The EU Debt Crisis and How to Profit From It

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 |  Includes: ERO, FXE
by: Cliff Wachtel

Do you feel confused about the EU Debt Crisis? Or have you just not kept up with it? Not sure what will happen or how to protect yourself and prosper from it? Here’s the past 4 months summarized. It’s a bit simplified, but not by much:

Everything You Need To Know About The EU Debt Crisis And Why It Matters... A Lot

  1. Greece needs to pay off about €20-30 Bln in maturing debt between April and May. They don’t have it. Spain needs a similar amount in July. Portugal and some others will also need to sell bonds over the coming months.
  2. No one wants to pay for Greece and the other PIIGS' [Portugal, Ireland, Italy, Greece, Spain] mismanagement, corruption, tax dodging, lack of economic dynamism.
  3. However, everyone is rightly petrified of a Greek default, which would probably scare bond markets so badly that none of the other PIIGS (nor about 10 other equally distressed economies in the eastern Europe, the Middle East, Latin America, etc.) will be able to sell bonds at affordable rates.
  4. THAT CAUSES: an historically unprecedented wave of sovereign defaults by most or all of these countries.
  5. THAT CAUSES: higher borrowing costs even for the better economies.
  6. THAT CAUSES: ANOTHER CREDIT FREEZE UP AND MARKET CRASH, probably worse than in the Fall of 2008 following the mere collapse of Lehman Brothers (one measly big US investment bank), because NOW markets are even more nervous, governments even more debt burdened from the last round of stimulus and bailouts, etc.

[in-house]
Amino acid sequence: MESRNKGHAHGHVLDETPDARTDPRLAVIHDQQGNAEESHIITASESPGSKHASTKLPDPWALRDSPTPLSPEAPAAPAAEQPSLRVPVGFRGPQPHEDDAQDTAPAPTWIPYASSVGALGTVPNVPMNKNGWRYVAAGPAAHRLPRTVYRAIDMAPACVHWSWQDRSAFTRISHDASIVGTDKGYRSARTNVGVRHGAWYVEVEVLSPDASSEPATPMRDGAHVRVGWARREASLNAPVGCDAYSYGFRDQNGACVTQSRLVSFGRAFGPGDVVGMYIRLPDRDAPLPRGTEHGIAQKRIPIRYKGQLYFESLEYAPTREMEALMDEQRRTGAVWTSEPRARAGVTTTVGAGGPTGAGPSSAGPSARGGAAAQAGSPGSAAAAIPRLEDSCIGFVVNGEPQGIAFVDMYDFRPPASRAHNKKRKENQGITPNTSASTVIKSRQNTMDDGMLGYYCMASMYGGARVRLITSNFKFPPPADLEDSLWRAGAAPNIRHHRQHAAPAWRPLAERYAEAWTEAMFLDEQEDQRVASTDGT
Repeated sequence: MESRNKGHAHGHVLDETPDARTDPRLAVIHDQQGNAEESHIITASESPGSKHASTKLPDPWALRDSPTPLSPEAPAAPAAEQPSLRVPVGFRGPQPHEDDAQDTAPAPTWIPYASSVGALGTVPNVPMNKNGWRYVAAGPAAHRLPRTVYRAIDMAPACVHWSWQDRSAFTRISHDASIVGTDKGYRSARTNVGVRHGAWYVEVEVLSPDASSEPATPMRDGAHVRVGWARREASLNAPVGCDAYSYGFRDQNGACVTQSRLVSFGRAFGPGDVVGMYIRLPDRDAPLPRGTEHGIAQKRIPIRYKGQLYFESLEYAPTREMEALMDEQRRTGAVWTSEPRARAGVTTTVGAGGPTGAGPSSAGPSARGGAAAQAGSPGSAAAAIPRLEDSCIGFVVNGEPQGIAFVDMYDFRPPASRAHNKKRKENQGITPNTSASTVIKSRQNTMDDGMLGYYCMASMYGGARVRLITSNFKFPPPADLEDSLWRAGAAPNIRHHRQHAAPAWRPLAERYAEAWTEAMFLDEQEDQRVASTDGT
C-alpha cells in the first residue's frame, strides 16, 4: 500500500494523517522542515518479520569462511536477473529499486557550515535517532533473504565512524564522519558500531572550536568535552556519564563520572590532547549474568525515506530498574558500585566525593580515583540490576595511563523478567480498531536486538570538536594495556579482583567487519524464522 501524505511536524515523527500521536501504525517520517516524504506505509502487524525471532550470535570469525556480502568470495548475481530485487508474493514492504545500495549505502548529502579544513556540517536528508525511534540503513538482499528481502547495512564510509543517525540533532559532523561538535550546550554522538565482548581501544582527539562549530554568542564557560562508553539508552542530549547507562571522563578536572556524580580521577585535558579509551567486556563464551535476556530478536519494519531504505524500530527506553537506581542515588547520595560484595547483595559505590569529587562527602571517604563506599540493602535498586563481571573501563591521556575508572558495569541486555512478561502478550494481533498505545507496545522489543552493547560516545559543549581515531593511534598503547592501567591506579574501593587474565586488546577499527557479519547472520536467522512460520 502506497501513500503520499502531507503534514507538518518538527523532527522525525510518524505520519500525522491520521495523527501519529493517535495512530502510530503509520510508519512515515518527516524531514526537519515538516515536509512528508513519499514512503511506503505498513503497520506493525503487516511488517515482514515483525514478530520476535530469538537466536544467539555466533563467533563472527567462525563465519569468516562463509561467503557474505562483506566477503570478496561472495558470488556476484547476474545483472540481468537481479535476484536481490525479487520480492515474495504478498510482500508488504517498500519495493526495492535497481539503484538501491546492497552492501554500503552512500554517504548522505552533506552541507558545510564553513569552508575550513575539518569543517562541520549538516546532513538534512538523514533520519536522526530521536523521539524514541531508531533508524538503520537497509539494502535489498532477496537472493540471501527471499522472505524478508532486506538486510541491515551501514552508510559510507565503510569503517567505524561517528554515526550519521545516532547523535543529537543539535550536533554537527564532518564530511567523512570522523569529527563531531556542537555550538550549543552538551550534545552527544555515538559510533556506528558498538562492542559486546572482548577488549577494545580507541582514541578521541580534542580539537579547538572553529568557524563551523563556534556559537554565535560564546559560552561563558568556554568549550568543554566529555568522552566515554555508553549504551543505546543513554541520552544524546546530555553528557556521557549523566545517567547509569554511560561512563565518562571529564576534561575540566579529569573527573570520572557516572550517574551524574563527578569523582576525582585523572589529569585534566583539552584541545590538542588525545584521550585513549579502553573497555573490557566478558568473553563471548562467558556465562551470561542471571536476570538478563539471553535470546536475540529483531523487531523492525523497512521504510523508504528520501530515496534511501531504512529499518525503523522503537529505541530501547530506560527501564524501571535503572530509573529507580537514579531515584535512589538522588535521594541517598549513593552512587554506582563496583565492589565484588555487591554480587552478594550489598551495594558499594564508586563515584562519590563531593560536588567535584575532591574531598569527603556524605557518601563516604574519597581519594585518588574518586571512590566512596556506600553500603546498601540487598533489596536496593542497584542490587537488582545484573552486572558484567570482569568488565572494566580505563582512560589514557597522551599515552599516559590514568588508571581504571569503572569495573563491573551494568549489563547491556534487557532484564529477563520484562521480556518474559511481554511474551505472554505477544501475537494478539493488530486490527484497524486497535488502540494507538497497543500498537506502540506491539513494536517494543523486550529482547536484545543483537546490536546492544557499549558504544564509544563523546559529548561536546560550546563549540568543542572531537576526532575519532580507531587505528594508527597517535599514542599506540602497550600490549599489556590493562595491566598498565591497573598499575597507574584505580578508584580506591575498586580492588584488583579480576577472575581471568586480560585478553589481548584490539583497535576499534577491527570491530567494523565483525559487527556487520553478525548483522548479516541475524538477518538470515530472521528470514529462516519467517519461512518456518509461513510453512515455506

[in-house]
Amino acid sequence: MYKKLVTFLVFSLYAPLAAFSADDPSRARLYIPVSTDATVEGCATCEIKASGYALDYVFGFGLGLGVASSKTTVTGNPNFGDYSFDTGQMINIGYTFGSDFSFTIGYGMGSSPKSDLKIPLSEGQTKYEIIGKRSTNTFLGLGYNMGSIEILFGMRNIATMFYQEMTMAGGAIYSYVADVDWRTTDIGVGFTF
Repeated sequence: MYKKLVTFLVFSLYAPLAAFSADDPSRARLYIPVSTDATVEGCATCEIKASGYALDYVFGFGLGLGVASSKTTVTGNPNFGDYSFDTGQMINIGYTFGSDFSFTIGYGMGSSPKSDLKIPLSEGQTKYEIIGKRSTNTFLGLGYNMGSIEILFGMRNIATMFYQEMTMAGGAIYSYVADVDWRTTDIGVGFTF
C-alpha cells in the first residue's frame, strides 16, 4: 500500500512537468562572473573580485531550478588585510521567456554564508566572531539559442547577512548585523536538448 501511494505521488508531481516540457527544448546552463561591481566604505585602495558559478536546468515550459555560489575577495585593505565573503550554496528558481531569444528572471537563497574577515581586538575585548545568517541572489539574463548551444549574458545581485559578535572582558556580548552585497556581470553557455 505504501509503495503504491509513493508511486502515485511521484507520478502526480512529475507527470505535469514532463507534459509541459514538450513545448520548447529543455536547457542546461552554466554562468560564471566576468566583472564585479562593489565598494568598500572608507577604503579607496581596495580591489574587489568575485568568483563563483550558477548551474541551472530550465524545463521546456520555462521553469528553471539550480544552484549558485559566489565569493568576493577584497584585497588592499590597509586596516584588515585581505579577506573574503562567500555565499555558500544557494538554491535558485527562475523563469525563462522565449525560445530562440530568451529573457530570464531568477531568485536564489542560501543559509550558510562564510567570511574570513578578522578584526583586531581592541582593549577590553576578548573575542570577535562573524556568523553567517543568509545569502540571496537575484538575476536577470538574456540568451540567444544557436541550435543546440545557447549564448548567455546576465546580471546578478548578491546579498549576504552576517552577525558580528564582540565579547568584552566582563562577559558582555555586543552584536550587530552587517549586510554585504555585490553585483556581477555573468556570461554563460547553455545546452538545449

7. No EU leaders can volunteer taxpayer funds to bail out the PIIGS without committing political suicide, because their own economies and taxpayers are struggling and the PIIGS do not evoke much sympathy anyway, having done so much to deserve their fate. Nor can PIIGS leaders expect to impose or sustain the draconian spending cuts demanded by the EU over the coming years and expect to survive in power.
  8. THEREFORE, the EU and PIIGS leaders best serve their own interests by pretending but failing to achieve a rescue package for Greece (using the unstated but clear threat of a global economic crash to extract as much cash from the rest of the world as possible)
  9. RESULT: Some kind of international coordinated plan that allows EU leaders a chance to save their careers, or at least, reputations:
    1. The EU leaders can contribute taxpayer funds to a bailout but tell their electorates they got the best deal they could and made the best of bad situation, paid the least and avoided a financial collapse (at least for now).
    2. The PIIGS leaders can impose painful austerity plans and possibly cede control of their economies to international overseers (demanded by the rescuers to ensure compliance and repayment of funds contributed), thus transferring blame for the local suffering to international forces beyond their control.

With the above facts in mind, the recent events become clear. They explain:

  1. The comic repetitious cycle of EU support pledges for Greece, followed by refusals to offer any actual cash, or even loan guarantees. Illogical on the surface, but makes perfect sense if the goal is just to pretend to rescue Greece without actually doing so.
  2. After months of prideful declarations that the EU could solve its own problems, the sudden admission this past week by Germany that the IMF should help save Greece (and by implication, the other PIIGS). The IMF is funded internationally, the US being the biggest contributor by far. While EU leaders may not be able to get away with short term painless money printing, the US sure can.